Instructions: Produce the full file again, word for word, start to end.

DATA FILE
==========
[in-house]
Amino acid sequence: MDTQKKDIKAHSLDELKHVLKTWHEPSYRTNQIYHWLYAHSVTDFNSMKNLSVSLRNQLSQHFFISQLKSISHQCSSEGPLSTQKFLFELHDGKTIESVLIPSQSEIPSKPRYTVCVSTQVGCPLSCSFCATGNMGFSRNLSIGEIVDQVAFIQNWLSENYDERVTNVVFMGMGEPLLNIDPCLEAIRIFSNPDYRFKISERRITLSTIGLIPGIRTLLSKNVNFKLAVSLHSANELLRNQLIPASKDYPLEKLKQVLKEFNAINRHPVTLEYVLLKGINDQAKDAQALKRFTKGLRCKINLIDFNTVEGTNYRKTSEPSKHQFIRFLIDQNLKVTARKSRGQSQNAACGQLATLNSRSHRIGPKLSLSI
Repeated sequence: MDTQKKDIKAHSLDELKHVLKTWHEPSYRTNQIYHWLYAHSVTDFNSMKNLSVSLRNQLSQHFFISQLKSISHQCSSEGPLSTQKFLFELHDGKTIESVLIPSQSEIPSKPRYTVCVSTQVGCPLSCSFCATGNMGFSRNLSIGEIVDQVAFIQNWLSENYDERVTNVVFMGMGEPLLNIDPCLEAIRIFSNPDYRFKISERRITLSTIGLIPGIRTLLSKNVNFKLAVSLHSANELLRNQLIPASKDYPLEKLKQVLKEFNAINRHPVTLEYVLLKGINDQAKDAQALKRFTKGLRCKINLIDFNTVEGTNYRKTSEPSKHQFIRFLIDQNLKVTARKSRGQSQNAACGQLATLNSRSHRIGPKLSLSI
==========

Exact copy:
[in-house]
Amino acid sequence: MDTQKKDIKAHSLDELKHVLKTWHEPSYRTNQIYHWLYAHSVTDFNSMKNLSVSLRNQLSQHFFISQLKSISHQCSSEGPLSTQKFLFELHDGKTIESVLIPSQSEIPSKPRYTVCVSTQVGCPLSCSFCATGNMGFSRNLSIGEIVDQVAFIQNWLSENYDERVTNVVFMGMGEPLLNIDPCLEAIRIFSNPDYRFKISERRITLSTIGLIPGIRTLLSKNVNFKLAVSLHSANELLRNQLIPASKDYPLEKLKQVLKEFNAINRHPVTLEYVLLKGINDQAKDAQALKRFTKGLRCKINLIDFNTVEGTNYRKTSEPSKHQFIRFLIDQNLKVTARKSRGQSQNAACGQLATLNSRSHRIGPKLSLSI
Repeated sequence: MDTQKKDIKAHSLDELKHVLKTWHEPSYRTNQIYHWLYAHSVTDFNSMKNLSVSLRNQLSQHFFISQLKSISHQCSSEGPLSTQKFLFELHDGKTIESVLIPSQSEIPSKPRYTVCVSTQVGCPLSCSFCATGNMGFSRNLSIGEIVDQVAFIQNWLSENYDERVTNVVFMGMGEPLLNIDPCLEAIRIFSNPDYRFKISERRITLSTIGLIPGIRTLLSKNVNFKLAVSLHSANELLRNQLIPASKDYPLEKLKQVLKEFNAINRHPVTLEYVLLKGINDQAKDAQALKRFTKGLRCKINLIDFNTVEGTNYRKTSEPSKHQFIRFLIDQNLKVTARKSRGQSQNAACGQLATLNSRSHRIGPKLSLSI